Review: Netflix drama ‘The White Tiger’ is a sharp-clawed satire of upward mobility
The fabled beast that gives “The White Tiger” its title makes a late but striking entrance: It’s majestic and beautiful but visibly perturbed, prowling restlessly around a tight enclosure that scarcely seems capable of containing it. It isn’t the only caged animal in Ramin Bahrani’s engrossing if metaphorically top-heavy new movie, which presents its wily antihero, Balram Halwai (Adarsh Gourav), with a difficult question. Will this low-caste villager turn out to be the white tiger, that rarest and most remarkable of jungle dwellers, born only once in a generation? Or will he be just another of the cooped-up roosters who, the movie suggests, make up the vast majority of Indian society, never questioning the terms of their imprisonment and calmly awaiting their slaughter?
Balram, introducing himself as a successful business owner circa 2010, answers that question with witty self-assurance. There is slaughter to come, to be sure, but his personal story — sometimes grim, sometimes funny (and sometimes both) — is ultimately one of odds-defying personal triumph. Adapted by writer-director Ramin Bahrani from Aravind Adiga’s Booker Prize-winning debut novel, “The White Tiger” is a dark satire of upward mobility, a cross between a Dickensian bildungsroman and a Patricia Highsmith psychothriller. But Balram’s wall-to-wall narration gives it another dimension; he unveils his rags-to-riches story like a successful entrepreneur pitching an unusually high-risk business plan.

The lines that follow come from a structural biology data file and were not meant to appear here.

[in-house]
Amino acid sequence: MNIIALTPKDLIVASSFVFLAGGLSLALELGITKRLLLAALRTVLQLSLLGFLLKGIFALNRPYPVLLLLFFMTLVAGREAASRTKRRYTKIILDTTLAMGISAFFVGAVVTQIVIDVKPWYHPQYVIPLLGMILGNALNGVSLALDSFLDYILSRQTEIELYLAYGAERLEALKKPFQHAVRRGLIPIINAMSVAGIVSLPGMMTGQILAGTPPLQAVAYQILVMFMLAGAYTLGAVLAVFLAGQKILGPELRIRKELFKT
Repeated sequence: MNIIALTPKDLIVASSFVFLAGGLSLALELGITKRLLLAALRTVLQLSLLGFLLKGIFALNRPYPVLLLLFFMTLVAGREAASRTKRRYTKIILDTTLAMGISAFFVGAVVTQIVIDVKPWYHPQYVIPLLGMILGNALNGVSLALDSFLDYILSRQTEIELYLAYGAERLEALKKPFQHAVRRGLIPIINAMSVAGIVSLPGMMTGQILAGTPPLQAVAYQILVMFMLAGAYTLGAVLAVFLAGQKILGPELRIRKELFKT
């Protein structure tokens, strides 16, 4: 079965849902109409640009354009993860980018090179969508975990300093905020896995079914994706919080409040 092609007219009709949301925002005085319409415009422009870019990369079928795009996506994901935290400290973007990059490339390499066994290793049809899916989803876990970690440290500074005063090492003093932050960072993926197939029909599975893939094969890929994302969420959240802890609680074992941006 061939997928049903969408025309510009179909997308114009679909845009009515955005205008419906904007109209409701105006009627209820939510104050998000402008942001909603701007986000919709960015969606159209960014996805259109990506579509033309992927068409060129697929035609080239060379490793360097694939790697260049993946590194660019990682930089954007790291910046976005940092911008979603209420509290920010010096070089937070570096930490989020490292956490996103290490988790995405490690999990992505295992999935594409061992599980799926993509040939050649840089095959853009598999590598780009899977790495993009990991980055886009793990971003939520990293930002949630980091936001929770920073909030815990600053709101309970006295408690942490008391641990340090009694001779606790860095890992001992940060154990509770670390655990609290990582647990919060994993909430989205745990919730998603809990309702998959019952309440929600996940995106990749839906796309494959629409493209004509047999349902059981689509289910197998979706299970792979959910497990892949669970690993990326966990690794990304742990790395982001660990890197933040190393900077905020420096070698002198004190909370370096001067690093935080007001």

That plan is intended for the benefit of not only the audience but also for Wen Jiabao, then the Chinese premier, on the occasion of an official visit to learn the secrets of India’s thriving entrepreneur class. Opening with a few smarmy-funny asides about China and India’s joint economic superiority (“The future of the world lies with the yellow man and the brown man”), Balram soon gets down to business. Being intelligent and ambitious, he argues, isn’t enough for a poor man seeking to rise above his station. Deception, theft, bribery and worse all have their place in every true professional’s toolkit.
Adiga’s novel didn’t just push that idea to its grimmest possible conclusion; it revealed its dark denouement at the outset, letting the reader know what they were in for. Although the movie adopts the same wickedly conspiratorial tone, it avoids spoiling its own destination, so as to preserve the suspense and also save the worst for last. Balram wants a measure of our sympathy, at least initially, but he also wants to warn us, to remind us of the sinister potential beneath his eager-to-please facade. “In my country, it pays to play it both ways,” he tells us. “The Indian entrepreneur has to be straight and crooked, mocking and believing, sly and sincere, all at the same time.”